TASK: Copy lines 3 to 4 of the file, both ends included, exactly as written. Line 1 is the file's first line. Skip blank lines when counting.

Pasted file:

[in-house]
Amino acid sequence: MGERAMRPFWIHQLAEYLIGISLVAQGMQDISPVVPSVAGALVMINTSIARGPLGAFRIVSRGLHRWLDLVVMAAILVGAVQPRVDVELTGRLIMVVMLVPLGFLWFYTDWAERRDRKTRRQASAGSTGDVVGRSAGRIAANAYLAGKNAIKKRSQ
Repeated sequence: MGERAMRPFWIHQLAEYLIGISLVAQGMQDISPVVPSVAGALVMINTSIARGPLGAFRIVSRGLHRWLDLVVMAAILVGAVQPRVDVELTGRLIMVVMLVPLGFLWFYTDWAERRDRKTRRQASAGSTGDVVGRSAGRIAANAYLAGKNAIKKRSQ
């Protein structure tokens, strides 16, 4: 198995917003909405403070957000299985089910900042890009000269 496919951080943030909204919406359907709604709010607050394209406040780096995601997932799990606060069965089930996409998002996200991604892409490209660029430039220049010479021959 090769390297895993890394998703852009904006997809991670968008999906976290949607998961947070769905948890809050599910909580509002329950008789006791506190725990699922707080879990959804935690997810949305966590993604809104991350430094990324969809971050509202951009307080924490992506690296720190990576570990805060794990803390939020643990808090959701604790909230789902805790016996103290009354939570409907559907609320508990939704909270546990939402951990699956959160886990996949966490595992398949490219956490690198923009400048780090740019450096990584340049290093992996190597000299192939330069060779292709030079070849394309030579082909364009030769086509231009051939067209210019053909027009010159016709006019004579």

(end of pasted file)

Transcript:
Repeated sequence: MGERAMRPFWIHQLAEYLIGISLVAQGMQDISPVVPSVAGALVMINTSIARGPLGAFRIVSRGLHRWLDLVVMAAILVGAVQPRVDVELTGRLIMVVMLVPLGFLWFYTDWAERRDRKTRRQASAGSTGDVVGRSAGRIAANAYLAGKNAIKKRSQ
């Protein structure tokens, strides 16, 4: 198995917003909405403070957000299985089910900042890009000269 496919951080943030909204919406359907709604709010607050394209406040780096995601997932799990606060069965089930996409998002996200991604892409490209660029430039220049010479021959 090769390297895993890394998703852009904006997809991670968008999906976290949607998961947070769905948890809050599910909580509002329950008789006791506190725990699922707080879990959804935690997810949305966590993604809104991350430094990324969809971050509202951009307080924490992506690296720190990576570990805060794990803390939020643990808090959701604790909230789902805790016996103290009354939570409907559907609320508990939704909270546990939402951990699956959160886990996949966490595992398949490219956490690198923009400048780090740019450096990584340049290093992996190597000299192939330069060779292709030079070849394309030579082909364009030769086509231009051939067209210019053909027009010159016709006019004579």